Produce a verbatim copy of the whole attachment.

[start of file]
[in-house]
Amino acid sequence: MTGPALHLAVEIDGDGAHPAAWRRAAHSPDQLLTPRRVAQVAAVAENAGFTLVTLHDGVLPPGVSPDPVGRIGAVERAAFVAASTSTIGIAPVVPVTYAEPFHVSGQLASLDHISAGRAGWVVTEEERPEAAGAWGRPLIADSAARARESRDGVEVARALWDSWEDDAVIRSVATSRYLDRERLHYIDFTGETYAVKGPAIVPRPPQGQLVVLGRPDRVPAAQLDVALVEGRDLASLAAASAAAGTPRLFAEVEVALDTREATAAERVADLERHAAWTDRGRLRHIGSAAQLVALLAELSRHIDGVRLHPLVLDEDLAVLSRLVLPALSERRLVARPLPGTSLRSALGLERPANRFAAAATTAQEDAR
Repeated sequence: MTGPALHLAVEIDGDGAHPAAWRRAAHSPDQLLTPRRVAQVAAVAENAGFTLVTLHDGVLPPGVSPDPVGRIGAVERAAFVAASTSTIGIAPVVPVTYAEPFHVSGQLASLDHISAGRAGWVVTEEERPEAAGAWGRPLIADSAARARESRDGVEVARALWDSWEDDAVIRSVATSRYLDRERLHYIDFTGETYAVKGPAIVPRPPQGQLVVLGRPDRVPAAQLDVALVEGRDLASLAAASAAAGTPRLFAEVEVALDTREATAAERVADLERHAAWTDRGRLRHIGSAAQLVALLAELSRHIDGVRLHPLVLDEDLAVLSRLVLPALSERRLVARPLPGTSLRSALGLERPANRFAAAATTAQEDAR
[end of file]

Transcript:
[in-house]
Amino acid sequence: MTGPALHLAVEIDGDGAHPAAWRRAAHSPDQLLTPRRVAQVAAVAENAGFTLVTLHDGVLPPGVSPDPVGRIGAVERAAFVAASTSTIGIAPVVPVTYAEPFHVSGQLASLDHISAGRAGWVVTEEERPEAAGAWGRPLIADSAARARESRDGVEVARALWDSWEDDAVIRSVATSRYLDRERLHYIDFTGETYAVKGPAIVPRPPQGQLVVLGRPDRVPAAQLDVALVEGRDLASLAAASAAAGTPRLFAEVEVALDTREATAAERVADLERHAAWTDRGRLRHIGSAAQLVALLAELSRHIDGVRLHPLVLDEDLAVLSRLVLPALSERRLVARPLPGTSLRSALGLERPANRFAAAATTAQEDAR
Repeated sequence: MTGPALHLAVEIDGDGAHPAAWRRAAHSPDQLLTPRRVAQVAAVAENAGFTLVTLHDGVLPPGVSPDPVGRIGAVERAAFVAASTSTIGIAPVVPVTYAEPFHVSGQLASLDHISAGRAGWVVTEEERPEAAGAWGRPLIADSAARARESRDGVEVARALWDSWEDDAVIRSVATSRYLDRERLHYIDFTGETYAVKGPAIVPRPPQGQLVVLGRPDRVPAAQLDVALVEGRDLASLAAASAAAGTPRLFAEVEVALDTREATAAERVADLERHAAWTDRGRLRHIGSAAQLVALLAELSRHIDGVRLHPLVLDEDLAVLSRLVLPALSERRLVARPLPGTSLRSALGLERPANRFAAAATTAQEDAR